In this appeal, the State advances no argument that the payments ordered by the court were authorized by § 19-5304. Instead, the State suggests that another statute, I.C. § 37-2732(k), empowered the district court to order the payments. The State's position is correct insofar as it applies to the order to pay expenses of the prosecutor's office. Section 37-2732(k) provides in part:
(k) Upon conviction of a felony violation under this chapter [pertaining to controlled substances] ․ the court may order restitution for costs incurred by law enforcement agencies in investigating the violation. Law enforcement agencies shall include, but not be limited to, the Idaho state police, county and city law enforcement agencies, the office of the attorney general and county and city prosecuting attorney offices. Costs shall include, but not be limited to, those incurred for the purchase of evidence, travel and per diem for law enforcement officers and witnesses throughout the course of the investigation, hearings and trials, and any other investigative or prosecution expenses actually incurred, including regular salaries of employees․ A conviction for the purposes of this section means that the person has pled guilty or has been found guilty, notwithstanding the form of the judgment(s) or withheld judgment(s).
The first sentence of this statute refers to costs incurred in investigating a violation, and the statute is most commonly applied through orders to reimburse public agencies for such expenses as unrecovered “buy money” used for undercover drug purchases, compensation paid to informants, the cost of laboratory analysis of evidence, and similar investigative expenses. Nevertheless, the statute specifically provides that reimbursable costs include “any other ․ prosecution expenses actually incurred, including regular salaries of employees.” That statutory language is broad enough to encompass prosecutorial expenses associated with drug court operations incurred before a judgment of conviction has been entered against the defendant. Therefore, that component of McCool's judgment and probation order compelling payment of restitution to the prosecutor's office was authorized by I.C. § 37-2732(k).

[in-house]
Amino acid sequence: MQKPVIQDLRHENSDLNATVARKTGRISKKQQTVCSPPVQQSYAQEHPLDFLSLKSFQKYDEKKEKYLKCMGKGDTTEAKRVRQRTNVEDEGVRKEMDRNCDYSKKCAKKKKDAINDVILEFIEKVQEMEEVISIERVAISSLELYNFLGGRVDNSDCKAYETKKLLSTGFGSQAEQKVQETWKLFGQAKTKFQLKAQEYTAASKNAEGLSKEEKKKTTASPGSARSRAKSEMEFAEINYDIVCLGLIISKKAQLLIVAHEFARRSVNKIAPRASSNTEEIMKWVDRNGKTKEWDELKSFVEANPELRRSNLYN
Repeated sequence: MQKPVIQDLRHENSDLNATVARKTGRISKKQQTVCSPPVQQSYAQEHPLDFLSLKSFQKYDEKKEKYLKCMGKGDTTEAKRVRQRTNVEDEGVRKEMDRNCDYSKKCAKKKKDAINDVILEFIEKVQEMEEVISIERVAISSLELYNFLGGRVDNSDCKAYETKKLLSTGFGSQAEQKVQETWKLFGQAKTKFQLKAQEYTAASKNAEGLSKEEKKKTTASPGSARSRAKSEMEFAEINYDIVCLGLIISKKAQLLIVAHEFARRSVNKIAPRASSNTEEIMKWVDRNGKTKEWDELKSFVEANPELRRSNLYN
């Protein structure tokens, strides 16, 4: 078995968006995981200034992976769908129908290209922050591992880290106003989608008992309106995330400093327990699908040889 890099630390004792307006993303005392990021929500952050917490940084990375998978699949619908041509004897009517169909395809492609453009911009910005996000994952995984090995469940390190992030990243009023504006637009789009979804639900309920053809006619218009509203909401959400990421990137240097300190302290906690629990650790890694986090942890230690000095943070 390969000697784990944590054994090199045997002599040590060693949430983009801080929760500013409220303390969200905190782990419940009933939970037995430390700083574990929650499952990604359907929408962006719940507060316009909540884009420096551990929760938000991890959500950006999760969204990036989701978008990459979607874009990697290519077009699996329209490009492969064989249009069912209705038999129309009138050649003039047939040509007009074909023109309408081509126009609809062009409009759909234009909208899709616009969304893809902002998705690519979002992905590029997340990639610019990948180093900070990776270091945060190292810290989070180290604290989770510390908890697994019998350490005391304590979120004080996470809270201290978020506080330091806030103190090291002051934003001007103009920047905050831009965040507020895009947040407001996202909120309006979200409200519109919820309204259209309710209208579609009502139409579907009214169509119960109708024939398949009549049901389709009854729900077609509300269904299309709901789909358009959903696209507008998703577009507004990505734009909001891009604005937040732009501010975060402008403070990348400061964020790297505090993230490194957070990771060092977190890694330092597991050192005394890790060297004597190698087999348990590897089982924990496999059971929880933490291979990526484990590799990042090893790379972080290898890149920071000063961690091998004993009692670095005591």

It cannot be said, however, that § 37-2732 validates the ordered restitution payment to the private counseling firm. The counseling firm is not a law enforcement agency, and its services were no part of the investigation or prosecution of the criminal charge. The State has identified, and we are aware of, no other statutory authorization for a trial court to order the payment of such charges as a component of a judgment of conviction or probation order.1
We have observed that “courts of criminal jurisdiction have no power or authority to direct reparations or restitution in the absence of a statutory provision allowing them to do so.” State v. Hernandez, 121 Idaho 114, 117, 822 P.2d 1011, 1014 (Ct.App.1991). See also State v. Aubert, 119 Idaho 868, 869, 811 P.2d 44, 45 (Ct.App.1991), overruled on other grounds, State v. Dorsey, 126 Idaho 659, 662, 889 P.2d 93, 96 (Ct.App.1995). Where such statutory authority exists, the decision whether to order restitution is a matter of trial court discretion, but a restitution order made without a statutory basis is not a permissible exercise of judicial discretion. Id. at 869-71, 811 P.2d at 45-47. Therefore, we hold that the district court erred by ordering that McCool pay restitution for the counseling services she received as a drug court participant.
Those portions of McCool's judgment of conviction and probation order requiring payment of $630 to the counseling firm are vacated. Those portions calling for payment of expenses of the Kootenai County prosecutor's office are affirmed.
Judge PERRY and Judge GUTIERREZ concur.
1. Another statute, I.C. § 31-3201E, specifically requires persons admitted into a drug court program to pay an amount up to $300 per month, as determined by the presiding judge, to fund expenses of the program, but that statute applies to participants, not those who are being sentenced after termination from the program.
LANSING, Chief Judge.